"Q. When you left the truck, was it locked?
"A. To the best of my knowledge, yes.
"Q. Is it a normal practice for you to lock your vehicle?
"A. Yes, it is." Cross-examination of the victim elicited the following:
"Q. Mr. Lathrop, you don't remember exactly locking the door on that particular day, do you?
"A. Well, let me put it this way. I lock it every day. To the best of my knowledge, it was locked. Now, did I personally, you know —
"Q. You don't remember? Did you talk to Mr. Patterson about this after he came and told you your car had been broken into?
"A. I walked up between classes, yes.
"Q. Isn't it true that you told him that you were not sure whether or not your car was locked?
"A. I might have told him that, yes; at the time I might have, yes.
"Q. Why would you have told him that at that time? Don't you lock it?
"A. Well, because he probably asked me like you, `Did you lock it?' [¶] Well, to the best of my knowledge, yes, but, you know, maybe I didn't, but I make it a habit of locking my car because I realize that there are a lot of thefts, and I don't leave anything open." (Italics added.) Subsequently Patterson testified that on the date of the offense the victim told him that he (the victim) was not sure whether or not he had locked the vehicle.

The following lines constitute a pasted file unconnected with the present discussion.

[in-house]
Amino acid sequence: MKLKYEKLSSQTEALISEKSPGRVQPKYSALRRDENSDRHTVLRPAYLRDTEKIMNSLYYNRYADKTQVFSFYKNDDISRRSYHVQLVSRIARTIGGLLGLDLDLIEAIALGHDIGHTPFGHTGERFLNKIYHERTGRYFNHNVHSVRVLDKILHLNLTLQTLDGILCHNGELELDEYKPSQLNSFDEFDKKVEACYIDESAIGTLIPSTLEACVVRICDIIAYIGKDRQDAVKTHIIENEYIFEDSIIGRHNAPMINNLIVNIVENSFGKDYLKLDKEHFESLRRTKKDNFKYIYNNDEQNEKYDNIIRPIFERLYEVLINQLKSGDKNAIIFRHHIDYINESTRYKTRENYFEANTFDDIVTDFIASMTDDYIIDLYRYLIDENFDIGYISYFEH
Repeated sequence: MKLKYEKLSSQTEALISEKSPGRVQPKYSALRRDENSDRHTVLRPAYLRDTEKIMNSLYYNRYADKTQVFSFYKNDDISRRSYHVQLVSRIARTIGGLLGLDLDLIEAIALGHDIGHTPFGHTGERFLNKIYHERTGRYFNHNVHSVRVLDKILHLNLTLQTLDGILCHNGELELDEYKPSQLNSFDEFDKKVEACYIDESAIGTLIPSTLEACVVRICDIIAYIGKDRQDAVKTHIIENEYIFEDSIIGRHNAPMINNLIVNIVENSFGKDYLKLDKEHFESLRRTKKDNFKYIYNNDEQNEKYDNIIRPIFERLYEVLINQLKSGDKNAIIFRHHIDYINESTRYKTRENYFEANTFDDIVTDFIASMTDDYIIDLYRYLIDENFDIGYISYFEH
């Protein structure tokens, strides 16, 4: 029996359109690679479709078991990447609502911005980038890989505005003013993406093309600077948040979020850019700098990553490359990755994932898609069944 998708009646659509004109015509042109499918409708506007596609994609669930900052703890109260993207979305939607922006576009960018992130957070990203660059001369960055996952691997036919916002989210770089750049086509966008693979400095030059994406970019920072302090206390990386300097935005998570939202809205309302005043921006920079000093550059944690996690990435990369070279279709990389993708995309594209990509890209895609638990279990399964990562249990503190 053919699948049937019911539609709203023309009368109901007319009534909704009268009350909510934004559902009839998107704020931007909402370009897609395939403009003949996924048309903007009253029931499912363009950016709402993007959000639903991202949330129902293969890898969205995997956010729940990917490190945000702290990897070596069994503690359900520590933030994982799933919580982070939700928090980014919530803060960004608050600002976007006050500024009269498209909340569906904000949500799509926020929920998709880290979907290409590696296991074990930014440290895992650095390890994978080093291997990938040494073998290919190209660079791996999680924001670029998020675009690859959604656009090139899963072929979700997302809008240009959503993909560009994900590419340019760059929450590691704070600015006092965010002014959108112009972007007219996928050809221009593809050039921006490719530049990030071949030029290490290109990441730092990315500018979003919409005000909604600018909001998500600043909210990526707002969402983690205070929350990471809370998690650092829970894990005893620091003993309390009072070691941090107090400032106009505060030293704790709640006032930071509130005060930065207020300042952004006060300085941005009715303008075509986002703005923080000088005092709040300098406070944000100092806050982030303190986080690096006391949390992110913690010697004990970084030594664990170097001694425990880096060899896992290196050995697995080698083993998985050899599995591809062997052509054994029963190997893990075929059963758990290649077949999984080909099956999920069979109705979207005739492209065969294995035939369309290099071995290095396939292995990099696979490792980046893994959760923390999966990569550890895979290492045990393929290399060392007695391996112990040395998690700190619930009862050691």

(2a) Essentially, Charles asserts that testimony that one normally locks his doors is insufficient to support a finding that the doors were in fact locked, particularly in light of the absence of signs of forced entry and because no burglar tools were found in the possession of Charles. We disagree.
Evidence Code section 1105 provides: "Any otherwise admissible evidence of habit or custom is admissible to prove conduct on a specified occasion in conformity with the habit or custom." (3) The victim's testimony as to habit was clearly admissible under Evidence Code section 1105
In People v. Wein (1977) 69 Cal.App.3d 79, 91 [ 137 Cal.Rptr. 814] (criticized in Jefferson, Cal. Evidence Benchbook (1978 supp.) Evidence of a Person's Character, Habit, or Custom To Prove His Conduct, § 33.6, pp. 406-408, as improper in that inadmissible hearsay was produced — a criticism which is factually inapplicable in the instant case) a defendant's conviction of a felony murder (robbery as the underlying felony) was upheld where basically the only evidence of robbery was that an elderly lady was assaulted and killed and cash was not in her bedroom although testimony showed that she customarily left cash there and she had stated that she intended to save her money to make certain purchases.